Must an Additional Insured Have a Written Contract With the Named Insured to Get Coverage? It Depends Which Court You Ask
There is a growing list of trial court decisions in New York where the courts disagree of whether an additional insured endorsement to an insurance policy requires a written contract between the additional insured and the policy’s named insured for additional insured status to apply. The U.S. District Court for the Southern District of New York recently held in Liberty Mutual Fire Insurance Company v. Zurich American Insurance Company that contractual privity with the named insured was not required.
In Liberty Mutual, the additional insured endorsement included as an additional insured:
Any person or organization with whom you have agreed, through written contract, agreement or permit, executed prior to the loss, to provide additional insured coverage ….
(Emphasis added). The party seeking additional insured coverage did not have a contract with the named inured. Instead, the seeking party was listed as a party entitled to coverage in a written contract between the named insured and another party. The insurer issuing the policy sought to avoid coverage and argued that the endorsement’s language requires a direct contract between the named insured and the party seeking additional insured coverage for that party to qualify as an additional insured. To support its argument, the insurer cited, and the District Court acknowledged, but declined to follow, two other trial court decisions applying New York law (one state and one federal) finding that additional insured endorsements using similar language required contractual privity. These cases are Zoological Society of Buffalo, Inc. v. Carvedrock, LLC, No. 10-CV-35-A(Sr), 2014 U.S. Dist. LEXIS 103800 (W.D.N.Y. July 29, 2014), and Murnane Building Contractors, Inc. v. Zurich American Insurance Company, 941 N.Y.S.2d 539, 539 (Sup. Ct., Suffolk County 2011).
The District Court in Liberty Mutual rejected the insurer’s argument “as an incorrectly cramped reading of the policy language” and concluded that the endorsements in Zoological Society and Murnane “add a requirement of direct contractual privity between the named insured and the purported additional insured that does not exist in the policy language” of the additional insured endorsement before it.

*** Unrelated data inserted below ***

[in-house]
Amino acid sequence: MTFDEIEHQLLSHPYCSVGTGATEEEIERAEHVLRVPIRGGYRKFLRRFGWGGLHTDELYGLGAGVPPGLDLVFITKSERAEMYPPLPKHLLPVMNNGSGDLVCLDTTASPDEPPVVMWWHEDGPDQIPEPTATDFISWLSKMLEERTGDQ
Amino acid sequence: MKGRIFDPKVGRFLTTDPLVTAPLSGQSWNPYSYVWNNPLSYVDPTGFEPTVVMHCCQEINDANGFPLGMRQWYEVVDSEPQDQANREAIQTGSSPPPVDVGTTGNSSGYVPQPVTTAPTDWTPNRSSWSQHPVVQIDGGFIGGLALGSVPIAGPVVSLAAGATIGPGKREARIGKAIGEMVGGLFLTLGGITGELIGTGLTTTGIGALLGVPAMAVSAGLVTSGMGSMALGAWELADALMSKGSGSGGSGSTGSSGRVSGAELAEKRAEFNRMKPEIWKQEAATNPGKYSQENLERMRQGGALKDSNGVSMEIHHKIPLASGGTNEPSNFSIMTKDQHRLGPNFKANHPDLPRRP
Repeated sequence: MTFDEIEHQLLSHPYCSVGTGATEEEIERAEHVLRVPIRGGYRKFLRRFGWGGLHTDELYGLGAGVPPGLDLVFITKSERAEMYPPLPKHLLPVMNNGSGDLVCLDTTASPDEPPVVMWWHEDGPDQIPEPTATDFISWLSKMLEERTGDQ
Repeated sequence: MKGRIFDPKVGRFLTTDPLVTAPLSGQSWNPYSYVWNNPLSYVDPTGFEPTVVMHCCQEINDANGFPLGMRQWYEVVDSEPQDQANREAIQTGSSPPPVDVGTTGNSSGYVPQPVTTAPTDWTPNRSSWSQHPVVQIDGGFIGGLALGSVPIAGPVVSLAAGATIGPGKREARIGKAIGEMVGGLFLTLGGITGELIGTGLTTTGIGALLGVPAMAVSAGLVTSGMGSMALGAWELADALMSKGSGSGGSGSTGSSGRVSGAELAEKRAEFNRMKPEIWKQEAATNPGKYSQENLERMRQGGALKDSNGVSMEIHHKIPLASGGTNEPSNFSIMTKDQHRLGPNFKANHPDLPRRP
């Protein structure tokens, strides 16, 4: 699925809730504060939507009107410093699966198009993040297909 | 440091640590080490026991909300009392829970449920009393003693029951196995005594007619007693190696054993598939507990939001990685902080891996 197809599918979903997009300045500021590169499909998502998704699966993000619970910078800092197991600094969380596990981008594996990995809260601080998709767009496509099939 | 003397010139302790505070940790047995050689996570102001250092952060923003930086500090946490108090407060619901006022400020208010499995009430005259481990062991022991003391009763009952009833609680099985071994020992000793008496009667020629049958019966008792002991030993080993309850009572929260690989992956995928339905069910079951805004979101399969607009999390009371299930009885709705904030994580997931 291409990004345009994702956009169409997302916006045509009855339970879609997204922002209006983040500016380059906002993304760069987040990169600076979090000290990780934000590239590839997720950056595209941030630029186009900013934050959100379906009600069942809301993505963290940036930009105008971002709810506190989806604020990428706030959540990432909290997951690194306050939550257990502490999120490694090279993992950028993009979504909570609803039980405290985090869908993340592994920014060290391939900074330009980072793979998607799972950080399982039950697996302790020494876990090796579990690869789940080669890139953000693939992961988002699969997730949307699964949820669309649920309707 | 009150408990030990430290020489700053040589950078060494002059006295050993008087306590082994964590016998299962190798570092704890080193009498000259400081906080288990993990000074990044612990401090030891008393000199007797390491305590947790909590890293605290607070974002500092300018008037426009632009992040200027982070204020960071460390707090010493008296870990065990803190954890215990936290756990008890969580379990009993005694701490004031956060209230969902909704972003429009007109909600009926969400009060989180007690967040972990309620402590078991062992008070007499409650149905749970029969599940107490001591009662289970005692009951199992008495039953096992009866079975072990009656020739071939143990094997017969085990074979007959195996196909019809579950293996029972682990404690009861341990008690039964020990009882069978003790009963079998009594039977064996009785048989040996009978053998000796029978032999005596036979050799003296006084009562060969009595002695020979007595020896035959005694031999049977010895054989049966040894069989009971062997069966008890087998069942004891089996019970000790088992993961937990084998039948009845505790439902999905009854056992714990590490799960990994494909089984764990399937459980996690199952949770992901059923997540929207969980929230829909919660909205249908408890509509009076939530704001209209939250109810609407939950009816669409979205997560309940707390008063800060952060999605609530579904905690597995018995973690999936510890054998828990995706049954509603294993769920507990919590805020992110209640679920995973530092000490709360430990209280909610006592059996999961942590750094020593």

For example, in Zooligical Society, the Western District of New York considered an additional insured endorsement extending additional insured status to:
Any person or organization with whom you have agreed, in a written contract, that such person or organization should be added as an insured on your policy, provided such written contract is fully executed prior to an “occurrence” in which coverage is sought under this policy.
(Emphasis added.) The Zoological Society court ruled that “[t]he legal issue here is very straightforward” and concluded that the endorsement before it, as a whole, plainly requires not only that there be a “written contract,” but that the named insured and the party seeking additional insured coverage are parties to the “written contract” for additional insured status to exist. In particular, the Zooligical Society court observed that if the word “for” in the endorsement’s phrase “with whom you have agreed” were substituted for the word “with,” so that the endorsement would be “[a]ny person or organization for whom you have agreed,” then the party seeking additional insured coverage “might have a stronger argument” that contractual privity was not required. Since the endorsement was not drafted in that way, the District Court found that it “must interpret the endorsement as it is written.”
It appears that courts agree on the significance of the term “written contract” in an additional insured endorsement, but disagree about the importance of the phrase “with whom” when resolving the existence of additional insured coverage.
Alas, many learned courts and judges can disagree. Thus, until New York’s appellate courts weigh-in on this issue, insurers should anticipate different results in different trial courts.